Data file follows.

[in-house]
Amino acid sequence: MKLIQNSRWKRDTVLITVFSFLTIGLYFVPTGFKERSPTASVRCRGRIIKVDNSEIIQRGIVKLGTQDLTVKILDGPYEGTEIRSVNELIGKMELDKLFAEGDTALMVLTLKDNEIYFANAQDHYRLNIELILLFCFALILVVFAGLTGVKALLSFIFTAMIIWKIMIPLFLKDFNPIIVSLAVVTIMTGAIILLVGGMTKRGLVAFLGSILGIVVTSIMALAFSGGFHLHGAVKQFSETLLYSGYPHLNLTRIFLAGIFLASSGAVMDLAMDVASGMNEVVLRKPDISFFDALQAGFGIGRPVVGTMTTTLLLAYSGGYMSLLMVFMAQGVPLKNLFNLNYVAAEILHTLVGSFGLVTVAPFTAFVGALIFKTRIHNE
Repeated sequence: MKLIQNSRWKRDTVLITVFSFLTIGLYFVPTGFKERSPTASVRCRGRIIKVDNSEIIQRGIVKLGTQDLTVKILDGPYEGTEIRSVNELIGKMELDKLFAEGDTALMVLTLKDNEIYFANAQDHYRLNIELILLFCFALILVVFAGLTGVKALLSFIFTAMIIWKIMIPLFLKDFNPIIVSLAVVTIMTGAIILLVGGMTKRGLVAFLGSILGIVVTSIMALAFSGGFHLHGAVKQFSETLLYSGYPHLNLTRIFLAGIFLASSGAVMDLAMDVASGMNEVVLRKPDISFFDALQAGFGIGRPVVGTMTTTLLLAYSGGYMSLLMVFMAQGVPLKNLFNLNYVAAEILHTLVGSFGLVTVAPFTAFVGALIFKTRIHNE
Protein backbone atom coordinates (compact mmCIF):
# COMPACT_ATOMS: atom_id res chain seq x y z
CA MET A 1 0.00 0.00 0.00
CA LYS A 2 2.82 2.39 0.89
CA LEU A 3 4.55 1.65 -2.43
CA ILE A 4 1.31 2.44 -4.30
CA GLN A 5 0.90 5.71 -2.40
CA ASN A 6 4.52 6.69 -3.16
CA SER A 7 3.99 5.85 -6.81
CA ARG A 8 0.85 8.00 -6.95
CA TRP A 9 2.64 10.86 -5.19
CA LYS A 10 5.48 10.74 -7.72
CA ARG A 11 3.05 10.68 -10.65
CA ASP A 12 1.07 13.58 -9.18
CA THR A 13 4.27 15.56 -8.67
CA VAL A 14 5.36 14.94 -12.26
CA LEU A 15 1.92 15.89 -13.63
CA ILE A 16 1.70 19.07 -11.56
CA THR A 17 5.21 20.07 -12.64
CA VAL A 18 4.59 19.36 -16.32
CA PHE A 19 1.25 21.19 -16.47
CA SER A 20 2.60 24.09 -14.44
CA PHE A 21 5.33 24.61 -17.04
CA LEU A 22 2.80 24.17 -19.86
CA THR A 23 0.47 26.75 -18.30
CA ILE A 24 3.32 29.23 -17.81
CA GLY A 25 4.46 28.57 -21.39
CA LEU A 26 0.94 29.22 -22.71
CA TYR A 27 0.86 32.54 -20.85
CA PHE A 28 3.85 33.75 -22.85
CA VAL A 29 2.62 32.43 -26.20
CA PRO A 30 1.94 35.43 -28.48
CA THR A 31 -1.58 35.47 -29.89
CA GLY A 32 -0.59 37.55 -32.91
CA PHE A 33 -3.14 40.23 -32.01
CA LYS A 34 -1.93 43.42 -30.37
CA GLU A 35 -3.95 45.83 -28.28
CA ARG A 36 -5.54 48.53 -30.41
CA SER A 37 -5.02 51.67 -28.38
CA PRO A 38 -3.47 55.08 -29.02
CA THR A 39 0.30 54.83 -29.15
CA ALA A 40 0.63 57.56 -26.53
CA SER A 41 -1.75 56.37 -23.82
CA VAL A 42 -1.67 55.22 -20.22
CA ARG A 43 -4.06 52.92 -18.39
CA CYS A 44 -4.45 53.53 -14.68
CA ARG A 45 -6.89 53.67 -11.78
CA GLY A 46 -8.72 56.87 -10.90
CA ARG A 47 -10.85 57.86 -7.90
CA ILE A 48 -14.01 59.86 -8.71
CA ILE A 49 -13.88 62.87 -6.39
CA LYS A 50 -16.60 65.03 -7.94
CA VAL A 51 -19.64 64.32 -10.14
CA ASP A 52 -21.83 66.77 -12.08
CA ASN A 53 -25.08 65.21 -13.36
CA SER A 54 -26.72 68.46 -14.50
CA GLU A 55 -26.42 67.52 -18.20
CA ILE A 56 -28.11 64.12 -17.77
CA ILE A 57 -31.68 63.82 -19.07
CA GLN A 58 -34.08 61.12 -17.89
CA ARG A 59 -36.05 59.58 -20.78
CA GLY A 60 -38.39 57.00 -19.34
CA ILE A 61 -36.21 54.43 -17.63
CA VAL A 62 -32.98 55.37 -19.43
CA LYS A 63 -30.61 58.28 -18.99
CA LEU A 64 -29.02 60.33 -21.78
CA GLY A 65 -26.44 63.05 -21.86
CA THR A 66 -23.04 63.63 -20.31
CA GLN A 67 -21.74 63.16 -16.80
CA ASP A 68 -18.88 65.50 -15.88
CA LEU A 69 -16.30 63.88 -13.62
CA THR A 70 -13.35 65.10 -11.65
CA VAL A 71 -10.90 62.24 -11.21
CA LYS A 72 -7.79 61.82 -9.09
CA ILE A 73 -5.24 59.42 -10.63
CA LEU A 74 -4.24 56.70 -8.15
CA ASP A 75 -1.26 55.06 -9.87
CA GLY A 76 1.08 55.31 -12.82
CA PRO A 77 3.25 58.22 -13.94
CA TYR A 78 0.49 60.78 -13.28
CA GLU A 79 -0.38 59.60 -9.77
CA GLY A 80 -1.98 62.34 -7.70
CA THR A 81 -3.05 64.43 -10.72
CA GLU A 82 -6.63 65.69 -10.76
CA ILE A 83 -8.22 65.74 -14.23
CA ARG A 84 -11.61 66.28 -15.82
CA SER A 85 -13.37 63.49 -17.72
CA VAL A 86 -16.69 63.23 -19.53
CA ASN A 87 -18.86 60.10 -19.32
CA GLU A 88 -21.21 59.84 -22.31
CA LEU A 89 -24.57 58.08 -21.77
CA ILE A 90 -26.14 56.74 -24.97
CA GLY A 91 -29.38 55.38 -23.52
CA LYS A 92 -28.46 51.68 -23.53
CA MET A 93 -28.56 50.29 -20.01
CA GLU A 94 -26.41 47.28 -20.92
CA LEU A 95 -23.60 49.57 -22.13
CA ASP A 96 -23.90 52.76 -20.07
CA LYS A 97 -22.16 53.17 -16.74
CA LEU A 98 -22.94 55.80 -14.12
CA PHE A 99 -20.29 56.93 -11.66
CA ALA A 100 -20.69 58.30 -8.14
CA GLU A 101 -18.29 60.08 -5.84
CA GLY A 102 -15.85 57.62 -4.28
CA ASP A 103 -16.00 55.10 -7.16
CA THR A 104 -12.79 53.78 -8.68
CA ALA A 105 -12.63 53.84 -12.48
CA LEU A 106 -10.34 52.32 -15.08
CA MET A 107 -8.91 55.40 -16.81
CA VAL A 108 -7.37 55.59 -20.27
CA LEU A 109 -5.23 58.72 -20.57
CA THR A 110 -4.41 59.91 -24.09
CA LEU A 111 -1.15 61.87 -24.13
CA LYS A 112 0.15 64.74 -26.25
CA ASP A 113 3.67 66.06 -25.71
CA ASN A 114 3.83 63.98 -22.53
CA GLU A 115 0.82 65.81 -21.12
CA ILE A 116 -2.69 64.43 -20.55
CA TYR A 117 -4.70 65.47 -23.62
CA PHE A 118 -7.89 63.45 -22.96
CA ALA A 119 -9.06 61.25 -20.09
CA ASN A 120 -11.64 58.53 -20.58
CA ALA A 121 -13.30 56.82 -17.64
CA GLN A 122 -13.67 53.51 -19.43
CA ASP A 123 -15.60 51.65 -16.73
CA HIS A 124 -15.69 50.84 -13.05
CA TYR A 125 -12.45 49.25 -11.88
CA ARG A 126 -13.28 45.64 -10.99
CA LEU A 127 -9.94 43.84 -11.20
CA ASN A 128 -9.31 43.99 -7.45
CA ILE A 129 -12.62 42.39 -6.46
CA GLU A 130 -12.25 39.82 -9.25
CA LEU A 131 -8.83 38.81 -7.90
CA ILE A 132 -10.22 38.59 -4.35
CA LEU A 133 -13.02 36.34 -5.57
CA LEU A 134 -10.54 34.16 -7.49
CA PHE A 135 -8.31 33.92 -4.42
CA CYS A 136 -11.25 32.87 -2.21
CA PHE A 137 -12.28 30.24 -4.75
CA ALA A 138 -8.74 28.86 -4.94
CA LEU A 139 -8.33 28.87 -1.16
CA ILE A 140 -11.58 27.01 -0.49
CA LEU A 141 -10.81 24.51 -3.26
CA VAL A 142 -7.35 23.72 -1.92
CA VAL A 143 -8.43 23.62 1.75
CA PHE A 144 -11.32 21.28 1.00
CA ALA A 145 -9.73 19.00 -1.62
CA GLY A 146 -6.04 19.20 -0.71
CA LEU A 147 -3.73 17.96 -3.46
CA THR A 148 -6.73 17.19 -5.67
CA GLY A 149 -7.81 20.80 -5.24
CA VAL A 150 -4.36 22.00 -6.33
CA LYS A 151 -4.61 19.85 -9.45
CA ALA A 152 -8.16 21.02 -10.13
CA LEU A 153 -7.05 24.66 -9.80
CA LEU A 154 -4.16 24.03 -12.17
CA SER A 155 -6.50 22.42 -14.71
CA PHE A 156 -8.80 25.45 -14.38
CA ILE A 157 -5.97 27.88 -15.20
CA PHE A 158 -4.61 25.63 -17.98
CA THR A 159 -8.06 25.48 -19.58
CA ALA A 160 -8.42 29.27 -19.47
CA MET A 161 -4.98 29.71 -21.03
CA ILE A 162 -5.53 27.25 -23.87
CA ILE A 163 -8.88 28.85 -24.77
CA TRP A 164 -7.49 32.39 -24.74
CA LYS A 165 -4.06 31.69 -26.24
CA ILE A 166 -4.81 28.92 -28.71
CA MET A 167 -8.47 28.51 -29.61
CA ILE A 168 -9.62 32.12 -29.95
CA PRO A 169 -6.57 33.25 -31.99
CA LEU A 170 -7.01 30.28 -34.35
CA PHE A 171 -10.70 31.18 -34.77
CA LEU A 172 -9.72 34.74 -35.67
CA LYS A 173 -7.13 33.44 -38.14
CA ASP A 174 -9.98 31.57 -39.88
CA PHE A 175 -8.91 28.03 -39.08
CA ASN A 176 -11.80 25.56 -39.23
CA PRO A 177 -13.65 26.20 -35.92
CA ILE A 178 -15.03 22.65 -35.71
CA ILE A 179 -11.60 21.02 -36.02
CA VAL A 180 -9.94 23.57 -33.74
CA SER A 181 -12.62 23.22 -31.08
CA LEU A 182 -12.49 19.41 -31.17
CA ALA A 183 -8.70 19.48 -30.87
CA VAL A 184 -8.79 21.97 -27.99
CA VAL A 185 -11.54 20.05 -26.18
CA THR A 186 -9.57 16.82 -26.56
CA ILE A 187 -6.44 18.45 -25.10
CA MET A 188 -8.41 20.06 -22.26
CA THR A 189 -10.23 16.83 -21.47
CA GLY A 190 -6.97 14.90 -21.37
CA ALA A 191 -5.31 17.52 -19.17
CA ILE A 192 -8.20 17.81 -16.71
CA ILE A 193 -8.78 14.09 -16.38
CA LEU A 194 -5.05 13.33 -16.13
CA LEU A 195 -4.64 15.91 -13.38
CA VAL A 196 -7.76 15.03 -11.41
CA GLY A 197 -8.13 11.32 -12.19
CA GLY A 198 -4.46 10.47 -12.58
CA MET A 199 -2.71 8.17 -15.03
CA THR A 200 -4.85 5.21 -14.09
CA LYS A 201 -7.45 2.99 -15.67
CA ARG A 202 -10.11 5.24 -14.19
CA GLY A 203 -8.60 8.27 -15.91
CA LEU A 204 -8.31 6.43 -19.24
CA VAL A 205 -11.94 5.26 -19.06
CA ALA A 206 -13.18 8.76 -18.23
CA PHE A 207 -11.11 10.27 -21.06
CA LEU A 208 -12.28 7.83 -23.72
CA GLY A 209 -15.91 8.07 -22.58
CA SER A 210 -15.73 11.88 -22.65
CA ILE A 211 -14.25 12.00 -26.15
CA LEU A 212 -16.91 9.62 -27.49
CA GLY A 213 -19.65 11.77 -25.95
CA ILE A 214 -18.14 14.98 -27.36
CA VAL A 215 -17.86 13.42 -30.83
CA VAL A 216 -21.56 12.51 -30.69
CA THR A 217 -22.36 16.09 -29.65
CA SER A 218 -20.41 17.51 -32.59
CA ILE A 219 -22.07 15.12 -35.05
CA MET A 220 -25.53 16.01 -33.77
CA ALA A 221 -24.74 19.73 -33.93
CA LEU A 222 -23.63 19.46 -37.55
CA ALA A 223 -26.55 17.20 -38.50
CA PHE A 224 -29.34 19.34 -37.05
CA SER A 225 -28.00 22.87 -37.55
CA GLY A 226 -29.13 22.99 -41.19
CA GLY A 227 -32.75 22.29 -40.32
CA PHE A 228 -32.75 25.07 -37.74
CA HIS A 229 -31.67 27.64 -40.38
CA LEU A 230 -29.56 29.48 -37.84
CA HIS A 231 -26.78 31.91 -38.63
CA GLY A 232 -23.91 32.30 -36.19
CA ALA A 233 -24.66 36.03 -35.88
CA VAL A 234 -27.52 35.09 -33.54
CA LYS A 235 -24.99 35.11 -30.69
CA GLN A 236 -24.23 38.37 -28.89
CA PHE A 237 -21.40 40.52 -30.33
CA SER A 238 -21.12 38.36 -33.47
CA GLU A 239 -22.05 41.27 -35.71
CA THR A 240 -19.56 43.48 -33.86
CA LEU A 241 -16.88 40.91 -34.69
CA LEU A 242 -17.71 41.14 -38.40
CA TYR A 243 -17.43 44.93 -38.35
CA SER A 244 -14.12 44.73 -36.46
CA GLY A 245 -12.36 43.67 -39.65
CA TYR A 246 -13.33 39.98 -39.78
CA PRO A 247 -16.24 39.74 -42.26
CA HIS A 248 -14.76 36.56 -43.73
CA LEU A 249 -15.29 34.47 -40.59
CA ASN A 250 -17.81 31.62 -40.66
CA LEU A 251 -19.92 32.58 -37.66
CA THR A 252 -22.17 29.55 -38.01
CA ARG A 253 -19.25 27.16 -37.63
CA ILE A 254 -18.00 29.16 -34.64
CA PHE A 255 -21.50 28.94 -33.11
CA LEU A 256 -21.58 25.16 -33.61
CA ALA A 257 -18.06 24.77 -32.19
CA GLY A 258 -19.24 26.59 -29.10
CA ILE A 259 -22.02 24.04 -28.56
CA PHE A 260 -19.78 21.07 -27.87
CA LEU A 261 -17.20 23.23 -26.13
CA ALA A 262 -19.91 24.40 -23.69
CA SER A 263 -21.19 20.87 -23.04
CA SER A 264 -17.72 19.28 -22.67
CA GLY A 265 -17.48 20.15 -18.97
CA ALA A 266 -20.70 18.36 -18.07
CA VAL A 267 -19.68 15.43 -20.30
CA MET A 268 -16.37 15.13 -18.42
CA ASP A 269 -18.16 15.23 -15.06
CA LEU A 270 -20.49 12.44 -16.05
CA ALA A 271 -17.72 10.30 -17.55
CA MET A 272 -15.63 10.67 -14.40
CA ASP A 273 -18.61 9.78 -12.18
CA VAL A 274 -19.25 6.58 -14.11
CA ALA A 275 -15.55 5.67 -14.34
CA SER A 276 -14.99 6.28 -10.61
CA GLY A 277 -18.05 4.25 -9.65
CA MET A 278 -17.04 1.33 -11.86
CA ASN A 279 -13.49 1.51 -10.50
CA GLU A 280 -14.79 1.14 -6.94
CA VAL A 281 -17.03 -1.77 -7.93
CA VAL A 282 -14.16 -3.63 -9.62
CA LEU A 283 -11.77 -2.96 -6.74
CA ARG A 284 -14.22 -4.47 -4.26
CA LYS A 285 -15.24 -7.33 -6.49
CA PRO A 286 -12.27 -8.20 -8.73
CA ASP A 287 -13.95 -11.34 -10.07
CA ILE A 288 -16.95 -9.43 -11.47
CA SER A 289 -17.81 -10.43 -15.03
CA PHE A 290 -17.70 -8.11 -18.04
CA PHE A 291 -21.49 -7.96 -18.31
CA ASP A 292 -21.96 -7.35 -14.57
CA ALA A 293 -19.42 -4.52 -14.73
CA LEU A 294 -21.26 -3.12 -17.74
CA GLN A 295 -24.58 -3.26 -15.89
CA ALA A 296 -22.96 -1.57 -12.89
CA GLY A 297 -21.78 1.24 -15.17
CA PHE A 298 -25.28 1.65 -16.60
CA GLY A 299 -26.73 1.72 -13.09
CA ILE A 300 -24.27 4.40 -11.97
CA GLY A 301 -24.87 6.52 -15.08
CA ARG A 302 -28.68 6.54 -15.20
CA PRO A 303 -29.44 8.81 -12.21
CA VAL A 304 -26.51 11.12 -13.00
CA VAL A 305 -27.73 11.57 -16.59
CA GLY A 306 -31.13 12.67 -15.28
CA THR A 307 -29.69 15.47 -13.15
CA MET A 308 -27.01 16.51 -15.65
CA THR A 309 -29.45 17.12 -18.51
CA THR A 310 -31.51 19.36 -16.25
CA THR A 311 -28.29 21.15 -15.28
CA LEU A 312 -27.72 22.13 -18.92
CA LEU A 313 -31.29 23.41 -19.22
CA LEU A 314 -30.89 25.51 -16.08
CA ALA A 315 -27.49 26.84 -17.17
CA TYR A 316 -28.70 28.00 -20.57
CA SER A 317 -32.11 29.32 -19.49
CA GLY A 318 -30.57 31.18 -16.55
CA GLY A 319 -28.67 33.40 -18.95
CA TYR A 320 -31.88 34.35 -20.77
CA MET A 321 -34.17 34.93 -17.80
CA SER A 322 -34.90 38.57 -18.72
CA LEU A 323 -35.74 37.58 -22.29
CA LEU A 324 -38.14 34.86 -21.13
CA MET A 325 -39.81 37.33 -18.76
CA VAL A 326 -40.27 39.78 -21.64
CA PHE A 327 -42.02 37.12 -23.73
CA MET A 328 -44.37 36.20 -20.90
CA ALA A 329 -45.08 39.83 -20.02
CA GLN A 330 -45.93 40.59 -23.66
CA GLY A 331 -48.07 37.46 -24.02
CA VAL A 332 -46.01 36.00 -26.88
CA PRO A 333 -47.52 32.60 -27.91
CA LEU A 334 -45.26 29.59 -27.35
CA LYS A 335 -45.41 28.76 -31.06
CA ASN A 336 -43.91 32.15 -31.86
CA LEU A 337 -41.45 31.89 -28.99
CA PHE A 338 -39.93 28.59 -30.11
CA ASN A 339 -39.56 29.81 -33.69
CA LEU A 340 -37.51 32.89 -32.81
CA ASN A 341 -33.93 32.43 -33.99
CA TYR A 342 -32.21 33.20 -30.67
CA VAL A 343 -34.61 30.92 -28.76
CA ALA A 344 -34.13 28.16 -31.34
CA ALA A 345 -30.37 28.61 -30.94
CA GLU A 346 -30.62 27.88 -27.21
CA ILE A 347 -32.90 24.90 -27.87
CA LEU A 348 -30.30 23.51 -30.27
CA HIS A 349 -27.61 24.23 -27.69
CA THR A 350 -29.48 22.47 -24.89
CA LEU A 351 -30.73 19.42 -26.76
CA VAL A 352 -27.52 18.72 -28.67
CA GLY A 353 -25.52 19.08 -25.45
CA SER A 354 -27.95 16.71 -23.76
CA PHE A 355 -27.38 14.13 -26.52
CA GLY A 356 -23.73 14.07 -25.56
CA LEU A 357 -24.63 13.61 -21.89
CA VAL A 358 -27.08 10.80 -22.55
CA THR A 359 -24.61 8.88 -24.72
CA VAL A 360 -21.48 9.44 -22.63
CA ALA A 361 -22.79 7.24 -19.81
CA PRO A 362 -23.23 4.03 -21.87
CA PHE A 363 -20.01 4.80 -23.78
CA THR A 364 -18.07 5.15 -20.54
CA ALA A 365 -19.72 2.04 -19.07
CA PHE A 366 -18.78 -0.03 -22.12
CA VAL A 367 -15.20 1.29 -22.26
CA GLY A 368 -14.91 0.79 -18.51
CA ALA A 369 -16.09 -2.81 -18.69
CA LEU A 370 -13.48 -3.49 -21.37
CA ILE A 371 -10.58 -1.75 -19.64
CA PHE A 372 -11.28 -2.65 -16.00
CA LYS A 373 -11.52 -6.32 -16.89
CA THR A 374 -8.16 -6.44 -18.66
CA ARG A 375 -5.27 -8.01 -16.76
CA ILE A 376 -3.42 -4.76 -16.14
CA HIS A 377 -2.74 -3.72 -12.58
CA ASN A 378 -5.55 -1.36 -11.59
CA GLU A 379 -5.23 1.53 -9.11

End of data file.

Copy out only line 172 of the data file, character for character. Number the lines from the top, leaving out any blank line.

CA MET A 167 -8.47 28.51 -29.61